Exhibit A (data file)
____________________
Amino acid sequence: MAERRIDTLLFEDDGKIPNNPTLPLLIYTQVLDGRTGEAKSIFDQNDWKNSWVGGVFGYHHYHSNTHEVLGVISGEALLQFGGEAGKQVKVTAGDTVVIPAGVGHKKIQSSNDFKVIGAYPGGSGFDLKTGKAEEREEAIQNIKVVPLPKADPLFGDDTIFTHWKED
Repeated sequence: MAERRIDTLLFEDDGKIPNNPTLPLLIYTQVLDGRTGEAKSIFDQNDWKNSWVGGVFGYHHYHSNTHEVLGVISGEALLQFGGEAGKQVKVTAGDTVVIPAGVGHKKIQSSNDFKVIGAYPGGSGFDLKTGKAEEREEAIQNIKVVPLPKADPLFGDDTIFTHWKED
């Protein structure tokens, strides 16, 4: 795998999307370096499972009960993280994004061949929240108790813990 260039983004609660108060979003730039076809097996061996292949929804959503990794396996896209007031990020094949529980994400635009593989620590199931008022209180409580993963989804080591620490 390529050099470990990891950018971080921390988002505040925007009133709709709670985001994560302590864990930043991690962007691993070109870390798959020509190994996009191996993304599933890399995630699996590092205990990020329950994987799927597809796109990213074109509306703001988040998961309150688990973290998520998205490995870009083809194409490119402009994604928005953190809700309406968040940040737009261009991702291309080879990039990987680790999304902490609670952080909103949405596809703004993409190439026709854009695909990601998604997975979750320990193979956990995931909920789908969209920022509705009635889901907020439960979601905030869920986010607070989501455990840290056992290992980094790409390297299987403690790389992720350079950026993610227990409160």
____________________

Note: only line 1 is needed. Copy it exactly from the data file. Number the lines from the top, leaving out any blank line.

Amino acid sequence: MAERRIDTLLFEDDGKIPNNPTLPLLIYTQVLDGRTGEAKSIFDQNDWKNSWVGGVFGYHHYHSNTHEVLGVISGEALLQFGGEAGKQVKVTAGDTVVIPAGVGHKKIQSSNDFKVIGAYPGGSGFDLKTGKAEEREEAIQNIKVVPLPKADPLFGDDTIFTHWKED